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In New Cultures Arising by the Internet's Electronic River Ancient Wisdom Resonates and "Polyphrenia" is Healthy

Posted By Prucia Buscell, Thursday, October 21, 2010
Updated: Thursday, February 17, 2011

"Everything that was is not any more. We are going through the most radical construction and deconstruction the world has ever seen....We are gathered at a wake for a way of being that has been with us for thousands of years," says Jean Houston, scholar, philosopher, and researcher of human capacities. "Our challenge is to cultivate vision and being that are in step for the opening of new times."

The Greek word Kairos represents time we experience by its meaning rather than its chronological measure in minutes and hours. Houston says Kairos is symbolized by the moment a shuttle passes through the warp threads of a loom and new fabric takes form. And she says the millennium was a crossroads between the old and a new existence the world is only beginning to imagine.

The internet, she says, is remaking civilizations just as great as the cultures that arose along the great Nile, Tigris, Euphrates, and Yangtze rivers. "Now civilization grows up along the electronic river, changing people's personal and public behavior. Our views of the nature of reality itself are changing, developing new nervous systems that will change our way of being."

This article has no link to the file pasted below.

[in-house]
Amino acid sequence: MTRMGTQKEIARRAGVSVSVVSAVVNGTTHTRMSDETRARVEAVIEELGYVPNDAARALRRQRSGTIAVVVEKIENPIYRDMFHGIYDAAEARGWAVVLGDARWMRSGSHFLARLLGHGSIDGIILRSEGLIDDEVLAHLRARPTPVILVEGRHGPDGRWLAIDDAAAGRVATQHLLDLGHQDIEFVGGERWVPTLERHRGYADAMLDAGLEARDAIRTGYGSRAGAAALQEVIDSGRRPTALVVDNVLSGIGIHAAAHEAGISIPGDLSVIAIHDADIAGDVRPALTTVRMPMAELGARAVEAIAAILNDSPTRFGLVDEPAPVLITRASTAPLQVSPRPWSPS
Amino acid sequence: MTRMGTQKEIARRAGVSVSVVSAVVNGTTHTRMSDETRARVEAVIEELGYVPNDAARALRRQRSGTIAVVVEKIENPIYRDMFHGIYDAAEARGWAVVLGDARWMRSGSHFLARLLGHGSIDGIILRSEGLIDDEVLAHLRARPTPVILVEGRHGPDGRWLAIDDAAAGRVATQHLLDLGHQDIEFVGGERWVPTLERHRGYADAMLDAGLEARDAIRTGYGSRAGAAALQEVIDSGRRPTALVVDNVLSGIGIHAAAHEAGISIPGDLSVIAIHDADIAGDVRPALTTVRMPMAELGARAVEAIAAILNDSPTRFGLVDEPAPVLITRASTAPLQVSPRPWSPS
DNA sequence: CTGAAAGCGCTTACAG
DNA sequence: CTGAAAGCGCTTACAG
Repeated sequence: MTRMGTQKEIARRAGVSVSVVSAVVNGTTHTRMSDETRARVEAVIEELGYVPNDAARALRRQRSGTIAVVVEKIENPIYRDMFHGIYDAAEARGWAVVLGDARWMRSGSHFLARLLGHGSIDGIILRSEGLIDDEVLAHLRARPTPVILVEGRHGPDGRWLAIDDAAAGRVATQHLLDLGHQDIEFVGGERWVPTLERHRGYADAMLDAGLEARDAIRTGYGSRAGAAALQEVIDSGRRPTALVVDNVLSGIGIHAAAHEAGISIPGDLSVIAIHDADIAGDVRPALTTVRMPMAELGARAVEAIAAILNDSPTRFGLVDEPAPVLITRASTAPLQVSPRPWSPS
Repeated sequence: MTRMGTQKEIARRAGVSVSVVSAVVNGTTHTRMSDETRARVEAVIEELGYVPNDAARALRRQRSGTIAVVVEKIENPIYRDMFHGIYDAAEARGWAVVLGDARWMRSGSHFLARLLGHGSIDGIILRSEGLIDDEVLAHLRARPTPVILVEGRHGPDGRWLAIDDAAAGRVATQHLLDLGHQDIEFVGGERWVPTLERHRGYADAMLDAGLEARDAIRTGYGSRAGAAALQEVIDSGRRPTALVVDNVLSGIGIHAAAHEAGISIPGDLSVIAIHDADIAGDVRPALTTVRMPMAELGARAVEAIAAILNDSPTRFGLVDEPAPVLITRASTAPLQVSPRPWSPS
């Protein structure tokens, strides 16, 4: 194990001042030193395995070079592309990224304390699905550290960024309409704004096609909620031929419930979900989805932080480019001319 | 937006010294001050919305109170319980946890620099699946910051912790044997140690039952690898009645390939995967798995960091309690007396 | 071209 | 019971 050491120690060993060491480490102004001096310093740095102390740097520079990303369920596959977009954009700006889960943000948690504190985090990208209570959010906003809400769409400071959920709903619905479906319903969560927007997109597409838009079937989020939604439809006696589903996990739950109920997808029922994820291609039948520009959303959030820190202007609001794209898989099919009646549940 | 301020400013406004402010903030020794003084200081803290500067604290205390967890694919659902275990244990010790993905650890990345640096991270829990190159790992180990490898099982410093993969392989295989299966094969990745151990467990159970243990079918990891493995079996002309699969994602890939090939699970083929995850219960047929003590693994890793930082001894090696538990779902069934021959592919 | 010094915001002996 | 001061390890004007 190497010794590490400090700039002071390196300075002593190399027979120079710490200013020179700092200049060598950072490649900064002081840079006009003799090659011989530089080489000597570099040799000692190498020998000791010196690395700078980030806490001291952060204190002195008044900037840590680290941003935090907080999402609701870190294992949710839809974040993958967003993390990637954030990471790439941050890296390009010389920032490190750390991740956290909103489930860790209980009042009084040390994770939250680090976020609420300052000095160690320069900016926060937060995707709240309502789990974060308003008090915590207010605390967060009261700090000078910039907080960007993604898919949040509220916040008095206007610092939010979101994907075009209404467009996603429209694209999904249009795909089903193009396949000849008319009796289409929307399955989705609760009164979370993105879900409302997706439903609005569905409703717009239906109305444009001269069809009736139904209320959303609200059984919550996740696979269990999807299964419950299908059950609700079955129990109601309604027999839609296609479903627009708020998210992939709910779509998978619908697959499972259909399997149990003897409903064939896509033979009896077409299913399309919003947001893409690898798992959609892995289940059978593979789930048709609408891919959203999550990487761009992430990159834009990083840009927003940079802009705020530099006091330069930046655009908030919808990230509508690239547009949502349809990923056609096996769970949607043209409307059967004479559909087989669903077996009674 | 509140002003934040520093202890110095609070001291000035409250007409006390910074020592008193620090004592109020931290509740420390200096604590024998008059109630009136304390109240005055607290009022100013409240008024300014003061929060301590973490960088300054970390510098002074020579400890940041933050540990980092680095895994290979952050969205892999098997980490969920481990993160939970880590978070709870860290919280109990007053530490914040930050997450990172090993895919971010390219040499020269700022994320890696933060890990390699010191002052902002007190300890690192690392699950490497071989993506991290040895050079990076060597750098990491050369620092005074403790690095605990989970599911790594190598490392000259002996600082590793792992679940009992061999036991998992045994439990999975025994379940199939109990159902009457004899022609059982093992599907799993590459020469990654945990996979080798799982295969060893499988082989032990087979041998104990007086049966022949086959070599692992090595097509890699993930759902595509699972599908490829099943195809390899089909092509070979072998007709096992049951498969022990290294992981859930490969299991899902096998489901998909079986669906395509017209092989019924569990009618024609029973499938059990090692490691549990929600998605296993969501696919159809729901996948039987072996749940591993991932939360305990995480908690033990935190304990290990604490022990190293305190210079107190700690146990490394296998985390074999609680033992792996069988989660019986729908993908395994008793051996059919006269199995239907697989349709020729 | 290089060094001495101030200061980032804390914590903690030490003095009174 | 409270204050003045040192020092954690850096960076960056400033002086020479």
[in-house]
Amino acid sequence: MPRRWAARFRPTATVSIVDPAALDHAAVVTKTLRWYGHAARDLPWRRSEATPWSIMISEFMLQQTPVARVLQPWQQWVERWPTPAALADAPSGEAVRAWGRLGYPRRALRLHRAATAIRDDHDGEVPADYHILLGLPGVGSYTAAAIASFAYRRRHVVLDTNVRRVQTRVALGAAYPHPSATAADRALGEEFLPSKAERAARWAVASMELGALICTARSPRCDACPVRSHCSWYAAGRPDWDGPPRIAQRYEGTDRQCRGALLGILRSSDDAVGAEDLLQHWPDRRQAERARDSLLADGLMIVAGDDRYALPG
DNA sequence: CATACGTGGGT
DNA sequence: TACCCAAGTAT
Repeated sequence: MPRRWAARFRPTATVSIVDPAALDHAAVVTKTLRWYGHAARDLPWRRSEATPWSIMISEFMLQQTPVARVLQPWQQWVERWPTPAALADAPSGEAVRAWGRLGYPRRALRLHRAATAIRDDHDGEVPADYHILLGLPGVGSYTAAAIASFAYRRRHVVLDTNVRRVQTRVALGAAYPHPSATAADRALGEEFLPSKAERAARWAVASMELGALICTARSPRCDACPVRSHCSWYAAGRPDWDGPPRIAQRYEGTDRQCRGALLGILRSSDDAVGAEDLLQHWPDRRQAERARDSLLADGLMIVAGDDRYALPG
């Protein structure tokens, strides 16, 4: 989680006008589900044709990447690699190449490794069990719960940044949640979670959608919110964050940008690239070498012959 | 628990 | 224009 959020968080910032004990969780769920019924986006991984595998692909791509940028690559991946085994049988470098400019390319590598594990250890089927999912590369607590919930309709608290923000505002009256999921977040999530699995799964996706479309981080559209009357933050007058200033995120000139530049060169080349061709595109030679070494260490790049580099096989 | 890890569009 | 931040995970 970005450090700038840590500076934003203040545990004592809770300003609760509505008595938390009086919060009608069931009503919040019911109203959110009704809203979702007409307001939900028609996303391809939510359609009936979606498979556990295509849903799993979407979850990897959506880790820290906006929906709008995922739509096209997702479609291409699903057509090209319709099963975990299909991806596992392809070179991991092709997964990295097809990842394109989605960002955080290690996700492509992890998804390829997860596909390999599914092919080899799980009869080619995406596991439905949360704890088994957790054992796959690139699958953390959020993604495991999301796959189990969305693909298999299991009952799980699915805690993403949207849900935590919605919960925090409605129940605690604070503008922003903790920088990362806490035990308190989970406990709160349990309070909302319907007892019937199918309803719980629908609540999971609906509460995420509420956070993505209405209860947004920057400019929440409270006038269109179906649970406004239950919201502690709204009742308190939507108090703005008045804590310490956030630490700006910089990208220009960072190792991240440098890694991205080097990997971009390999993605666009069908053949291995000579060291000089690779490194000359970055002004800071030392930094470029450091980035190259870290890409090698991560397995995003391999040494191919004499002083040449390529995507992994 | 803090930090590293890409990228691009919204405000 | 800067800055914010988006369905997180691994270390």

Huston, author of 28 books, consultant to the United Nations, a scholar of indigenous cultures and an international mentor on human potential, was a keynote speaker October 17 at the Organizational Development Network Conference in New Orleans. She calls the city a microcosm of the world, where climate change, crisis, and chaos have combined to bring about new potential, opportunities and human resilience.

One of her books is Jump Time, Shaping Your Future in a Time of Radical Change. She explains jump time as "the changing of the guard at every level, a whole system transition, a re-patterning of human nature." Despite the dislocations brought by massive change, Houston expresses confidence that the evolution of human consciousness gives us the ability to direct the processes of change along new lines. She speaks of socialartists, whose canvas is society, who will guide the next phase with their commitment skill, and radical empathy. She says the young are international thinkers by nature, and she emphasizes people the world over hunger for vision and new ways to cooperate.

She hails the wisdom of indigenous cultures, where people "use more of themselves" and live with intense inner imagery. In her study of 55 of the world's most creative people, she found a common thread: "They are archeologists of their own minds, spelunkers of the caves of their minds. They develop hooks and eyes to catch creativity."

And how can we deal with the cascades of crisis that periodically inundate us? Myth, symbol and ritual offergenerative power, Houston says, and "seeing the self as a theater of selves," and living through multiple personas, joins together new energy and skills. If schizophrenia is an illness, she says polyphrenia is health.

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